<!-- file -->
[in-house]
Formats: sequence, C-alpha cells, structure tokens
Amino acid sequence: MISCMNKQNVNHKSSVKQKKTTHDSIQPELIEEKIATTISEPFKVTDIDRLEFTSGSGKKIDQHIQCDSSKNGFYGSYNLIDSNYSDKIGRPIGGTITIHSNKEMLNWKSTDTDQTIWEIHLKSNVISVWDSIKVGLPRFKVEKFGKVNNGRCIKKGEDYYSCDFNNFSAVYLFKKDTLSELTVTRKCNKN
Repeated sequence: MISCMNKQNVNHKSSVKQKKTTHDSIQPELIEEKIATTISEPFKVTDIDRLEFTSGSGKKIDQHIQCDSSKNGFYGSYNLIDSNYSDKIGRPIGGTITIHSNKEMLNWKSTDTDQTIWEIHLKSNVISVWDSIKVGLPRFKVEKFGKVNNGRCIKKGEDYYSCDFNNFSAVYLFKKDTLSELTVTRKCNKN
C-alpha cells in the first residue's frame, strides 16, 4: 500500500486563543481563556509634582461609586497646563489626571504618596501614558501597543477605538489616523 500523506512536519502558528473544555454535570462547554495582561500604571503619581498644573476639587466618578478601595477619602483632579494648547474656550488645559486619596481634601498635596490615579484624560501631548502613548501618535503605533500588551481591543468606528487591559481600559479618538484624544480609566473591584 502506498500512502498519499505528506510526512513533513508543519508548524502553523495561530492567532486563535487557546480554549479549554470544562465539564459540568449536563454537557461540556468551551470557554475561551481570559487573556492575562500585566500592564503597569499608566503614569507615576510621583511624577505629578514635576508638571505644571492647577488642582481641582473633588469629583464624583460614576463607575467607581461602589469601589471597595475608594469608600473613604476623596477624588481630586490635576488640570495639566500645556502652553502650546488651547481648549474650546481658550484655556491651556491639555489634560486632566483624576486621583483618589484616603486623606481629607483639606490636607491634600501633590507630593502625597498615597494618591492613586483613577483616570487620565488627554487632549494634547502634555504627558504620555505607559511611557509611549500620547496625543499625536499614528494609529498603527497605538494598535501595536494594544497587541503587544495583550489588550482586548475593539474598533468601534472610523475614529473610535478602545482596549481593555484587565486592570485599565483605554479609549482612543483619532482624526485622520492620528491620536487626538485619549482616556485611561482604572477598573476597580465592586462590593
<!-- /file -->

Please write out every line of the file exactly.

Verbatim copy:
[in-house]
Formats: sequence, C-alpha cells, structure tokens
Amino acid sequence: MISCMNKQNVNHKSSVKQKKTTHDSIQPELIEEKIATTISEPFKVTDIDRLEFTSGSGKKIDQHIQCDSSKNGFYGSYNLIDSNYSDKIGRPIGGTITIHSNKEMLNWKSTDTDQTIWEIHLKSNVISVWDSIKVGLPRFKVEKFGKVNNGRCIKKGEDYYSCDFNNFSAVYLFKKDTLSELTVTRKCNKN
Repeated sequence: MISCMNKQNVNHKSSVKQKKTTHDSIQPELIEEKIATTISEPFKVTDIDRLEFTSGSGKKIDQHIQCDSSKNGFYGSYNLIDSNYSDKIGRPIGGTITIHSNKEMLNWKSTDTDQTIWEIHLKSNVISVWDSIKVGLPRFKVEKFGKVNNGRCIKKGEDYYSCDFNNFSAVYLFKKDTLSELTVTRKCNKN
C-alpha cells in the first residue's frame, strides 16, 4: 500500500486563543481563556509634582461609586497646563489626571504618596501614558501597543477605538489616523 500523506512536519502558528473544555454535570462547554495582561500604571503619581498644573476639587466618578478601595477619602483632579494648547474656550488645559486619596481634601498635596490615579484624560501631548502613548501618535503605533500588551481591543468606528487591559481600559479618538484624544480609566473591584 502506498500512502498519499505528506510526512513533513508543519508548524502553523495561530492567532486563535487557546480554549479549554470544562465539564459540568449536563454537557461540556468551551470557554475561551481570559487573556492575562500585566500592564503597569499608566503614569507615576510621583511624577505629578514635576508638571505644571492647577488642582481641582473633588469629583464624583460614576463607575467607581461602589469601589471597595475608594469608600473613604476623596477624588481630586490635576488640570495639566500645556502652553502650546488651547481648549474650546481658550484655556491651556491639555489634560486632566483624576486621583483618589484616603486623606481629607483639606490636607491634600501633590507630593502625597498615597494618591492613586483613577483616570487620565488627554487632549494634547502634555504627558504620555505607559511611557509611549500620547496625543499625536499614528494609529498603527497605538494598535501595536494594544497587541503587544495583550489588550482586548475593539474598533468601534472610523475614529473610535478602545482596549481593555484587565486592570485599565483605554479609549482612543483619532482624526485622520492620528491620536487626538485619549482616556485611561482604572477598573476597580465592586462590593